At that time colleges had the first ARP connections, TCP/IP started working right, and that was way back when… That’s how I got started.
I’ve got a high school education, dropped out of college, so generally every time I start a business and build it up, sell it to somebody with lots of money and VCs, they (eventually) ask me to leave because I don’t have a degree. Then they usually do quite well. I’ve been doing this a long time.
But when I started the Fiber Internet Center, what happened was, people kind of thought I was crazy, because I had just had a very successful, one of the first cable modem companies in the US, and by starting the Fiber Internet Center/FIC at a time when the “Dot Bomb” occurred everybody thought, you know, “how are you going to make a living doing that?”
The real key was making the deals. Because all of the (network) providers, and the people with fiber and stuff like that, didn’t really have a lot of customers. So, they were willing to listen to me and cut me some deals. So that’s how I got started with the Fiber Internet Center.
Pacific-Tier: Tell us a little about the FIC. What is the vision, or what is the mission of FIC?
Bob Evans: Well. Its primarily,… like you find colo (colocation) facilities that are “carrier neutral,…” I like to look at us as a network company that is carrier neutral. Although we do sell circuits and services like IP transit (Internet network access), it is kind of a necessary evil, because we only have about 8 or 9 other ISPs (Internet Service Providers) currently serving our market.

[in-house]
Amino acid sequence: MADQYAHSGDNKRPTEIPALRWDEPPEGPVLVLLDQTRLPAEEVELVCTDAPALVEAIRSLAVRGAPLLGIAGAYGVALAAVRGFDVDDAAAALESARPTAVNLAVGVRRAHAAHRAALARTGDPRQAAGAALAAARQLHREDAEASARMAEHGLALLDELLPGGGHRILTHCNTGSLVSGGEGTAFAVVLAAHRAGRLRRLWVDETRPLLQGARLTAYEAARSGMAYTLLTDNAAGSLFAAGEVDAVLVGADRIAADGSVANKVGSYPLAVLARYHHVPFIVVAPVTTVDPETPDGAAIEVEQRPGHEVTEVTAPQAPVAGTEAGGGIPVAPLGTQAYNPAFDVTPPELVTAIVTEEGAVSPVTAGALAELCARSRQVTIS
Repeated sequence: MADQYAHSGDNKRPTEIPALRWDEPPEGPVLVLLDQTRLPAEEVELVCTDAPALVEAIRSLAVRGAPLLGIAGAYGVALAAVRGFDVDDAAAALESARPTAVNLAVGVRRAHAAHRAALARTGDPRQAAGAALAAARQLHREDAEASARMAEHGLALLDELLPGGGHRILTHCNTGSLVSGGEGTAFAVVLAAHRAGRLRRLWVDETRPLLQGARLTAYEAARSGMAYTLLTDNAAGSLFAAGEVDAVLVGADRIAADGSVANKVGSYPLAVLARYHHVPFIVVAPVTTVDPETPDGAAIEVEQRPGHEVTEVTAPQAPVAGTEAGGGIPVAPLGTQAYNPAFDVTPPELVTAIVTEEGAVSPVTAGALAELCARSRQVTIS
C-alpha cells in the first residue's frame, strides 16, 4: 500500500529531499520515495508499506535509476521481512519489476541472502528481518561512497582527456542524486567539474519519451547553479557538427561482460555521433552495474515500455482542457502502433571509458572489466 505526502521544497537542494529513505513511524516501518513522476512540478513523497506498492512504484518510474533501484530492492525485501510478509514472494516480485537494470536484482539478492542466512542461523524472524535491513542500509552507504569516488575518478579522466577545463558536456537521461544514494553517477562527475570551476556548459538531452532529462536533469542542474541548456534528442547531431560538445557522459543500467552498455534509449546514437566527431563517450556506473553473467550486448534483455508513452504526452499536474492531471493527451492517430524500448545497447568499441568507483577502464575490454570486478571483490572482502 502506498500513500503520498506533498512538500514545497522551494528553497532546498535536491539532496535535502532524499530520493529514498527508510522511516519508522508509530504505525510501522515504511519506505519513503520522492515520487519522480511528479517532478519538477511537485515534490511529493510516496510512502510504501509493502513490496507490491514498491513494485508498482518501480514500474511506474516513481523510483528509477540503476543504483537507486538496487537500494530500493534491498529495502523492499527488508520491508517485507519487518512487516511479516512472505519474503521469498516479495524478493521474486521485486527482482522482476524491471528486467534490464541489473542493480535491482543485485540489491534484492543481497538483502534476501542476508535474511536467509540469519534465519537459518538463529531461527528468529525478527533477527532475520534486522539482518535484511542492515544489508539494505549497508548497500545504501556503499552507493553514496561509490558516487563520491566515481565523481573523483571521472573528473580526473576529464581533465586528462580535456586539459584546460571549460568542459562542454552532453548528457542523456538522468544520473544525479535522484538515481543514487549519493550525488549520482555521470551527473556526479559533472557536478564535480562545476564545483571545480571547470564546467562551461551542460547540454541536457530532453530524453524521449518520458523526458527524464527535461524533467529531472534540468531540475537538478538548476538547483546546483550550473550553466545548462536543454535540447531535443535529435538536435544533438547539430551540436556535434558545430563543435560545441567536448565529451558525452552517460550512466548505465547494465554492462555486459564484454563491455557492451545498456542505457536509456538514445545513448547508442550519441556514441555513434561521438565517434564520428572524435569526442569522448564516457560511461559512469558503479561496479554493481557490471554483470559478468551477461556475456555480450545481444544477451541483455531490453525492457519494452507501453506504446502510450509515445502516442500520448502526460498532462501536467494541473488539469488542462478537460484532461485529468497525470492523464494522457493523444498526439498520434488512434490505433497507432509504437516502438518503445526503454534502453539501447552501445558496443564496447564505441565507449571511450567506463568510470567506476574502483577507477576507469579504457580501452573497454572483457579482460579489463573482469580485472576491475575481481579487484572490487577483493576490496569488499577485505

So they use our network in the market place to service their customers. So we’ll build a network within our network to service other companies.
Pacific-Tier: So the FIC is present in Northern California, the San Francisco, San Jose, the bay area, as well as Los Angeles. What value does the FIC, or a company like the FIC bring to a market like California that is not available through another carrier like Level 3, an XO Communications, an AT&T, or that scale of carrier?
Bob Evans: Well, most of those companies will go ahead and install their circuit in the basement of a building, or in the MPOE (main point of entry), and then only allow you to use their IP (Internet network access).
For example, Level 3 isn’t about to go ahead and market the fact that I could have VLANs in that building like I would have and connect them to ISPs. That’s the real advantage. A customer could buy a circuit from us, then they can buy Internet transit from us too, then they’ll turn around and say “gee, you are over at the PAIX (Palo Alto Internet Exchange), over at places like Market Post Tower, One Wilshire and everything,…”